|Publication number||US5862326 A|
|Application number||US 08/531,728|
|Publication date||Jan 19, 1999|
|Filing date||Sep 21, 1995|
|Priority date||Sep 21, 1995|
|Publication number||08531728, 531728, US 5862326 A, US 5862326A, US-A-5862326, US5862326 A, US5862326A|
|Original Assignee||Pacific Communication Sciences, Inc.|
|Export Citation||BiBTeX, EndNote, RefMan|
|Patent Citations (2), Non-Patent Citations (4), Referenced by (28), Classifications (10), Legal Events (4)|
|External Links: USPTO, USPTO Assignment, Espacenet|
1. Field of the Invention
This invention relates to communication and data processing technology, and more particularly to an efficient request-reply protocol for a client-server communication and data processing model.
2. Description of Related Art
In recent architectures for data communication and data processing technologies, many user workstations are typically interconnected by a computer network. The network may be of the direct connection type (e.g., LAN or WAN) or a wireless type, or a combination of both.
Among current designs for such architectures, the "client-server" model has become a typical model in which computers on the network communicate with each other. A typical client-server interaction involves a client computer requesting a server computer to perform a certain operation, whereupon the server performs the operation and conveys the result back to the client.
Currently, there are two basic types of protocols used by the client and server to communicate with each other based on the two pacing parameters of this architecture--network performance and server performance. Network performance varies with, among other things, network reliability and load. Server performance varies with, among other things, load and operation complexity.
FIG. 1 is a ladder diagram showing the flow and timing of communications between a client-server system according to a first prior art protocol. This protocol takes a "pessimistic" view of network characteristics. As shown, a Request is initially transmitted by a client 10 to a server 12 over a communication network. The server 12 responds with an Acknowledge. The Acknowledge must be received by the client 10 within a first elapsed time period TIMEOUTREQUEST or an error occurs. Such an error may represent, for example, a disruption or failure by the server 12 or in the network. If the client 10 does not receive the Acknowledge before the TIMEOUTREQUEST time elapses, the client 10 retransmits the Request until the client 10 receives an Acknowledge. The timer value, TIMEOUTREQUEST, is a function principally of the network characteristics. That is, the timer value is based upon some estimate as to how long an Acknowledge should take to be sent to the client 10 by the server 12.
After completing the requested operation, the server 12 responds back to the client with a Reply containing the result of the operation. If the client 10 does not receive the Reply within a second elapsed time period TIMEOUTREPLY, measured from the receipt of the Acknowledge, the client 10 conveys an error to higher layers of the application software executing within the client 10. The timer value TIMEOUTREPLY is a function of a time estimate as to how long the server 12 should take to perform the desired operation.
The biggest advantage of this protocol is the separation of the network and the server 12 performance variables, so even if the server 12 takes a longer time to reply than expected, only 3 protocol data units (PDUs) are exchanged between the client 10 and the server 12 in the normal case. The problem with this protocol is that even for the best case scenario, where the Request is not lost by the underlying network, there is an extra Acknowledge. This extra PDU results in unnecessary wastage of network bandwidth, which usually is a very precious resource. This becomes more apparent in a wireless network, with many nodes competing for limited radio bandwidth.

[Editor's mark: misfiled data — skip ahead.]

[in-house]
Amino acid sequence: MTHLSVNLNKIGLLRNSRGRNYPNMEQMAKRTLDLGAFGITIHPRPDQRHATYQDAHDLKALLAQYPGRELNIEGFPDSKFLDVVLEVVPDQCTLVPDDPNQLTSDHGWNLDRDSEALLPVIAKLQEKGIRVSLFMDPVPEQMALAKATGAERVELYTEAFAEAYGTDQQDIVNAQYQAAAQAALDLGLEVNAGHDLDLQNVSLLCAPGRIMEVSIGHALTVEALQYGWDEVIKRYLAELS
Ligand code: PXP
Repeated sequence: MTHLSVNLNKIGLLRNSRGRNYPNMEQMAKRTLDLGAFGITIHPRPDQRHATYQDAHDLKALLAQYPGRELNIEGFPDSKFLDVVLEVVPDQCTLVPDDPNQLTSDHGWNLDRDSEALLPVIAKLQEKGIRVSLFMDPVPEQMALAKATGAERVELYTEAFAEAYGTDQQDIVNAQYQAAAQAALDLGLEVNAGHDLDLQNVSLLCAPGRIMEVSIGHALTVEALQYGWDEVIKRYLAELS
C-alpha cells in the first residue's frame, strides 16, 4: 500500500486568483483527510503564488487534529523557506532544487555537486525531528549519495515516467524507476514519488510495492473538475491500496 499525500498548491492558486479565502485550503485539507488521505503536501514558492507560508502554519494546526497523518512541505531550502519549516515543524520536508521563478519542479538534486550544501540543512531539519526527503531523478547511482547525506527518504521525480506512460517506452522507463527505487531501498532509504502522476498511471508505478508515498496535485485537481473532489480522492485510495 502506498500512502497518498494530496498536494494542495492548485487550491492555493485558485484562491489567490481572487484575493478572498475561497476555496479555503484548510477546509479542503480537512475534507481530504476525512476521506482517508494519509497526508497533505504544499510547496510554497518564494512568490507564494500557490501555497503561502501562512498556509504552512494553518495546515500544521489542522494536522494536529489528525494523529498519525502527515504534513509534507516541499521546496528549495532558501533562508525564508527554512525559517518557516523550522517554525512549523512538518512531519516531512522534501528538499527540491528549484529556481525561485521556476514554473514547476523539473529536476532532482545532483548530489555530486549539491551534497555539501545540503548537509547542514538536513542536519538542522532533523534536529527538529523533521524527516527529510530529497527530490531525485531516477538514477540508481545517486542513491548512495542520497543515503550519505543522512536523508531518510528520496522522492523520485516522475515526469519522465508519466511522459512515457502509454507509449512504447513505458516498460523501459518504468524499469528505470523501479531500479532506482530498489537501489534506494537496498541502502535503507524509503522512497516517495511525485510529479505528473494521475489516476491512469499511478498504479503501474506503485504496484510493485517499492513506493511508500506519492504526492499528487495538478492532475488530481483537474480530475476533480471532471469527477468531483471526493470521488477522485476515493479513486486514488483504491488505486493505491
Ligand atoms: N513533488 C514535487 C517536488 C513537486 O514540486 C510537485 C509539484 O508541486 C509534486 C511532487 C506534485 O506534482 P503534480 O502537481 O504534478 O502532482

FIGS. 2a and 2b are ladder diagrams showing the flow and timing of communications between a client-server system according to a second prior art protocol. This protocol takes an "optimistic" view of network characteristics. Again, a Request is initially transmitted by a client 10 to a server 12 over a communication network. A Reply is used to convey the result to the client 10. Since the Reply indirectly indicates receipt of the Request by the server 12, a separate Acknowledge signal directly indicating such is unnecessary. Thus, no separate Acknowledge is sent by the server 12. If the server 12 sends the Reply before a time period TIMEOUT elapses (i.e., the anticipated "normal" condition), only 2 PDUs are exchanged between the client 10 and the server 12, as shown in FIG. 2a. However, if the client 10 does not receive the Reply within the Timeout period, the client 10 retransmits the Request under the assumption that the prior Request was "lost" in the network.
Although this protocol is the most efficient for the best case scenario (only 2 PDUs exchanged), it behaves rather poorly when the operation performed on the server 12 takes a longer time than expected, as shown in FIG. 2b. When completion of the operation by the server 12 is delayed, the client 10 has no way to determine whether the Request was lost or whether the server 12 was delayed in completing the operation. The client 10 can only assume that the server 12 did not get the prior Request, and so retransmits the Request again. If the operation takes long enough, this can cause multiple retransmissions of the Request, resulting not only in wastage of the network bandwidth but possibly overloading the server 12 with more processing, which in turn could cause more delay in the operation being performed on the server 12.
Accordingly, it would be desirable to have a more efficient protocol for the client-server model in a data communication and processing system.
The present invention provides such an improved protocol.
The invention provides an efficient request-reply protocol for a client-server communication and data processing model. Under the novel protocol, a client sends a Request to a server and awaits a Reply. If the Reply is not sent before expiration of a timeout period in the client, the client sends a second Request. The server provides a conditional Acknowledge if a second Request is received from the client. Thereafter, the client waits for the server to transmit a Reply without the client sending additional Requests.